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  1. Well, does my knowledge or caring about the PDC’s goal to develop the software industry have any bearing on their ability to achieve that goal, or on PDX11’s ability to achieve its own goals? If the answer is no, does it matter how aware the general public is about the whole thing?

    I think “awareness” too often becomes a goal of campaigns (of all types), when it should be a means to an end. The question shouldn’t be, “Why should they care?”, but “Why do we need them to care?”. If awareness among the general public contributes to some greater goal, then it’s worth pursuing. If it does not, then why spend time on it?

    Or, maybe awareness on certain segments of the non-tech communities is more important than others? In which case, the answer for each of those particular groups may be different than the others.

  2. First of all, thanks for everything you’ve done.
    Second, give things some time to build. I think of the “Portland Software Summit” as the kickoff, and that was just a few months ago.
    Third, you raise some interesting points in terms of awareness and aligning goals.

    I believe these issues usually hinge on (shared) “value”.

    For example: “Why should a non-geek care about the City’s and software community’s efforts to bring more software industry to Portland?”

    I’m not sure how PDX11 and non-geeks give value to each other, so I don’t see how we could pull it off, or even that it matters very much.

    But: “Align some of the goals of open source community and the proprietary software community.”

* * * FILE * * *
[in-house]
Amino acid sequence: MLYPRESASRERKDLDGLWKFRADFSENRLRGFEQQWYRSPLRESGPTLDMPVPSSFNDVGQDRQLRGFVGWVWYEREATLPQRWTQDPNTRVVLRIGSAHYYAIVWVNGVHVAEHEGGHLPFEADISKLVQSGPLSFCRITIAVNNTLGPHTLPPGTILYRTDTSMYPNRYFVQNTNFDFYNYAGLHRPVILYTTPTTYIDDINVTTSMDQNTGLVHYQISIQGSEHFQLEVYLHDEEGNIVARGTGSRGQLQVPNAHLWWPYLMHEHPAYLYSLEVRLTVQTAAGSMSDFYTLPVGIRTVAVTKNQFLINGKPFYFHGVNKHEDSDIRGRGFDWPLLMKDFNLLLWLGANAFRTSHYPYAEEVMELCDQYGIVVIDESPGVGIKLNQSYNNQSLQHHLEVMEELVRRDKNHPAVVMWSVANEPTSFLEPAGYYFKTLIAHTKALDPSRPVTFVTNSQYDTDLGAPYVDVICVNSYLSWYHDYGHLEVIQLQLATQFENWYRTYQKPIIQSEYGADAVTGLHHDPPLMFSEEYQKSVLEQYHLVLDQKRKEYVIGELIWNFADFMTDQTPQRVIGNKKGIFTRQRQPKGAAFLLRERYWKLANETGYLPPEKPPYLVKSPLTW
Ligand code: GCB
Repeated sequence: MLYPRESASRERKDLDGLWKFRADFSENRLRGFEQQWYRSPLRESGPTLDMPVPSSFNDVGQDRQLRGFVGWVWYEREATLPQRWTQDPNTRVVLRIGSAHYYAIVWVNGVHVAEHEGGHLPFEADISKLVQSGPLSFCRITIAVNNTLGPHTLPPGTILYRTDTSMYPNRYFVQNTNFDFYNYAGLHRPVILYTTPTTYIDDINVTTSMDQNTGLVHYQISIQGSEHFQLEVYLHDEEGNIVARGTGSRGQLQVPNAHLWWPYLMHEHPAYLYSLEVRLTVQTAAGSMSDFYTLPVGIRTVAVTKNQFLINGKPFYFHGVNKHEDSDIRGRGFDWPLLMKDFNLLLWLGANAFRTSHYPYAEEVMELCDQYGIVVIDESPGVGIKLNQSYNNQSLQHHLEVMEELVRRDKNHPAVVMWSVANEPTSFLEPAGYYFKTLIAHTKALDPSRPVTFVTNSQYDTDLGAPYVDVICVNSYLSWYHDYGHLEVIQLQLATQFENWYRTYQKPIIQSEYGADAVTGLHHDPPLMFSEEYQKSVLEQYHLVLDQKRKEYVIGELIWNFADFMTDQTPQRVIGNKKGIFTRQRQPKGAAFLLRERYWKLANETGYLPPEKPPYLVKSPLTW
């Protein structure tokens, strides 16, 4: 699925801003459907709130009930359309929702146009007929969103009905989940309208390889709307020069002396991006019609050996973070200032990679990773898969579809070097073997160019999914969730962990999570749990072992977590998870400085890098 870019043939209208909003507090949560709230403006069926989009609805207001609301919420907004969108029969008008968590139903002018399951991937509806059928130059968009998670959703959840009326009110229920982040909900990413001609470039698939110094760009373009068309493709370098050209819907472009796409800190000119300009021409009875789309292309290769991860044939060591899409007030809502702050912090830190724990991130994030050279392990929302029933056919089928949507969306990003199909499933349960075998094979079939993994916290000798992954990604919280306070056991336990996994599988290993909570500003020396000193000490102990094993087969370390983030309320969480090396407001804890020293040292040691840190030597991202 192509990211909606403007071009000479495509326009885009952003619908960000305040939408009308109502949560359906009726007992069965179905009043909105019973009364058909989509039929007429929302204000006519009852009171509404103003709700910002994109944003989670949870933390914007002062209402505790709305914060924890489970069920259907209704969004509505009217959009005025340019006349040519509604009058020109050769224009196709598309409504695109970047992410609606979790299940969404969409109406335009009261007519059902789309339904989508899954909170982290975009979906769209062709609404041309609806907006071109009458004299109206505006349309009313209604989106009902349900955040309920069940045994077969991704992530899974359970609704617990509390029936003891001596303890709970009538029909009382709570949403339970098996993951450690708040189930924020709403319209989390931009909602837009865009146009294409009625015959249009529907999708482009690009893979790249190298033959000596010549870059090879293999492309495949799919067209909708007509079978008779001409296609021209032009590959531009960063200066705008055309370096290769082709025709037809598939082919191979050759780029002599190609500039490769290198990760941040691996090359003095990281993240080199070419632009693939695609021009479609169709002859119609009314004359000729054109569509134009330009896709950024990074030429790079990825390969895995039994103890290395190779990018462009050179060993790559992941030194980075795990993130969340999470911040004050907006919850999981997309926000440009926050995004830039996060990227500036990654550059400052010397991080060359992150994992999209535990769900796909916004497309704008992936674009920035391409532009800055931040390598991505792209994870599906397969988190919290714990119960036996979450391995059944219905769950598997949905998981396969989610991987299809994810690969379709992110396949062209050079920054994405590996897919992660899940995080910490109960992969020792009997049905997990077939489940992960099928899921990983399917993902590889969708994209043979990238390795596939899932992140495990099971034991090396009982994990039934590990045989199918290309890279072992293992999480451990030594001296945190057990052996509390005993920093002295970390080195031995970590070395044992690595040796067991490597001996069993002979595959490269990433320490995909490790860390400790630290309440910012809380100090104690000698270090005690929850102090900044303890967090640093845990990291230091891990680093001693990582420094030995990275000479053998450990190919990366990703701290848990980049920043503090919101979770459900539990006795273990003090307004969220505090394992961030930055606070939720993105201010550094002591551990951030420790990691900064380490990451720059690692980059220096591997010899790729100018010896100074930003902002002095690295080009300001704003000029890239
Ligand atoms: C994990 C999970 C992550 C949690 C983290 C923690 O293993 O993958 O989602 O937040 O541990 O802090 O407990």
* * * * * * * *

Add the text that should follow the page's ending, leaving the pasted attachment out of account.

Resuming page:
I think there is a huge opportunity for these two communities to give value to each other.
    So, it’s both feasible and worth working on, even though it may take time and be hard to accomplish.

    How to pull it off hinges on value.
    For example, we could increase the proprietary software community’s interest in open source if we could find and publicize examples of open source helping proprietary software companies succeed and grow. (Google seems to be making a lot of money with Linux and Android. Any Portland examples?)

    We could increase the Open Source community’s interest in the proprietary software community if we could find and publicize examples of proprietary companies providing resources to help the Open Source community. (It’s cool that Network Redux hosts A growing number of products leverage – and contribute – to Open Source. Google, IBM many others -> Linux. Sun -> Open Office. Lots of companies -> Apache. Any Portland examples?)

  3. Tara:

    Excellent points. I’ll see if I can write something up later on today to address the “what can I do to help” as opposed to raising awareness. And try to identify what segments of the non-tech community specifically should be interested.

    Briefly, I think investors, marketing professionals, sales executives and project managers should be interested – because emerging projects and businesses need them, and there are job openings and market opportunities available for them.


  4. Bryan:

    Good points. I can compile an initial list. I’ll see about developing a wiki resource so that we continue to add known instances to it over time.